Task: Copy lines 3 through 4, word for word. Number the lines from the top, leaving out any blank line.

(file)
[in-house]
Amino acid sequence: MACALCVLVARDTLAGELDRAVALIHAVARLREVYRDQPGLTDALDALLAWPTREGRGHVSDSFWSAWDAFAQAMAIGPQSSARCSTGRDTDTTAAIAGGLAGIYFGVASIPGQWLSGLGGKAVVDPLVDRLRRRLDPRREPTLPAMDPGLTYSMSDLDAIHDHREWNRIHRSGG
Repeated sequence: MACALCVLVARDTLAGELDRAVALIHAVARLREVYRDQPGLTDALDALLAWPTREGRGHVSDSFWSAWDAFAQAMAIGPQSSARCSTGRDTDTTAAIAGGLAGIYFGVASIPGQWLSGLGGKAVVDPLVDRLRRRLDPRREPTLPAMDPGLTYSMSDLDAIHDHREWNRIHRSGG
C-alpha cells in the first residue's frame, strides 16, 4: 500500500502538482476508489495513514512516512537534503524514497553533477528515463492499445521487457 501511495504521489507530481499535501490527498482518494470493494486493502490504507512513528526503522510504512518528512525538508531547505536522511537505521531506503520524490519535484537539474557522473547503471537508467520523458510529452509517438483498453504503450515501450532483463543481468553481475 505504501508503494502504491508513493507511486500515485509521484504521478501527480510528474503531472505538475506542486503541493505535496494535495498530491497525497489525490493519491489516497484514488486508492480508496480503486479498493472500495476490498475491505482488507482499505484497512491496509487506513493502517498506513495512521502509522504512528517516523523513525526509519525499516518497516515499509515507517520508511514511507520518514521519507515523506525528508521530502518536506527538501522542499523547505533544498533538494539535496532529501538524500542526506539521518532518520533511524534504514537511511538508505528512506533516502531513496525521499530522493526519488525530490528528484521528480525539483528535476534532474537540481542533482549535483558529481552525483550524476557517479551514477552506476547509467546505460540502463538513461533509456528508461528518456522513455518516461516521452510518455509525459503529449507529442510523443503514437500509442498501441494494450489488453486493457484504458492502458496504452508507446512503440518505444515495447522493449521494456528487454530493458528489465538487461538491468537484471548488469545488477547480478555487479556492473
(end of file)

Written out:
Repeated sequence: MACALCVLVARDTLAGELDRAVALIHAVARLREVYRDQPGLTDALDALLAWPTREGRGHVSDSFWSAWDAFAQAMAIGPQSSARCSTGRDTDTTAAIAGGLAGIYFGVASIPGQWLSGLGGKAVVDPLVDRLRRRLDPRREPTLPAMDPGLTYSMSDLDAIHDHREWNRIHRSGG
C-alpha cells in the first residue's frame, strides 16, 4: 500500500502538482476508489495513514512516512537534503524514497553533477528515463492499445521487457 501511495504521489507530481499535501490527498482518494470493494486493502490504507512513528526503522510504512518528512525538508531547505536522511537505521531506503520524490519535484537539474557522473547503471537508467520523458510529452509517438483498453504503450515501450532483463543481468553481475 505504501508503494502504491508513493507511486500515485509521484504521478501527480510528474503531472505538475506542486503541493505535496494535495498530491497525497489525490493519491489516497484514488486508492480508496480503486479498493472500495476490498475491505482488507482499505484497512491496509487506513493502517498506513495512521502509522504512528517516523523513525526509519525499516518497516515499509515507517520508511514511507520518514521519507515523506525528508521530502518536506527538501522542499523547505533544498533538494539535496532529501538524500542526506539521518532518520533511524534504514537511511538508505528512506533516502531513496525521499530522493526519488525530490528528484521528480525539483528535476534532474537540481542533482549535483558529481552525483550524476557517479551514477552506476547509467546505460540502463538513461533509456528508461528518456522513455518516461516521452510518455509525459503529449507529442510523443503514437500509442498501441494494450489488453486493457484504458492502458496504452508507446512503440518505444515495447522493449521494456528487454530493458528489465538487461538491468537484471548488469545488477547480478555487479556492473